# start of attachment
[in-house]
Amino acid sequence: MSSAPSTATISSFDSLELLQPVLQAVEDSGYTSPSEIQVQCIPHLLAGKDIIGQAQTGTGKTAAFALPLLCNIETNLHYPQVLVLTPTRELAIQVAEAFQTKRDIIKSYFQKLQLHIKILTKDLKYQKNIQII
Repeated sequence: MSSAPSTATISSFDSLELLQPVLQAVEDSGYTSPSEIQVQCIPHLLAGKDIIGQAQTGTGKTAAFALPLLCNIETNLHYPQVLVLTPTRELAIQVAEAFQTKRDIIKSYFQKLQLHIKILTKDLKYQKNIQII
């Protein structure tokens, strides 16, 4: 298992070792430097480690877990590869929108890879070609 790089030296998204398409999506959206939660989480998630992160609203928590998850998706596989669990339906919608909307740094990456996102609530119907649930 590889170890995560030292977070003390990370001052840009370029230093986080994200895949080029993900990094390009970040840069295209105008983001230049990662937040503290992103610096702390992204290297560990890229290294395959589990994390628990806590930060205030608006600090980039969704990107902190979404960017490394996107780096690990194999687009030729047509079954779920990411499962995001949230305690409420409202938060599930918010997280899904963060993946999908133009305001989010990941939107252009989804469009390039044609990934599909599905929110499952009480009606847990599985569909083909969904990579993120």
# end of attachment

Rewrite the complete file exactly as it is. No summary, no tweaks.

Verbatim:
[in-house]
Amino acid sequence: MSSAPSTATISSFDSLELLQPVLQAVEDSGYTSPSEIQVQCIPHLLAGKDIIGQAQTGTGKTAAFALPLLCNIETNLHYPQVLVLTPTRELAIQVAEAFQTKRDIIKSYFQKLQLHIKILTKDLKYQKNIQII
Repeated sequence: MSSAPSTATISSFDSLELLQPVLQAVEDSGYTSPSEIQVQCIPHLLAGKDIIGQAQTGTGKTAAFALPLLCNIETNLHYPQVLVLTPTRELAIQVAEAFQTKRDIIKSYFQKLQLHIKILTKDLKYQKNIQII
């Protein structure tokens, strides 16, 4: 298992070792430097480690877990590869929108890879070609 790089030296998204398409999506959206939660989480998630992160609203928590998850998706596989669990339906919608909307740094990456996102609530119907649930 590889170890995560030292977070003390990370001052840009370029230093986080994200895949080029993900990094390009970040840069295209105008983001230049990662937040503290992103610096702390992204290297560990890229290294395959589990994390628990806590930060205030608006600090980039969704990107902190979404960017490394996107780096690990194999687009030729047509079954779920990411499962995001949230305690409420409202938060599930918010997280899904963060993946999908133009305001989010990941939107252009989804469009390039044609990934599909599905929110499952009480009606847990599985569909083909969904990579993120």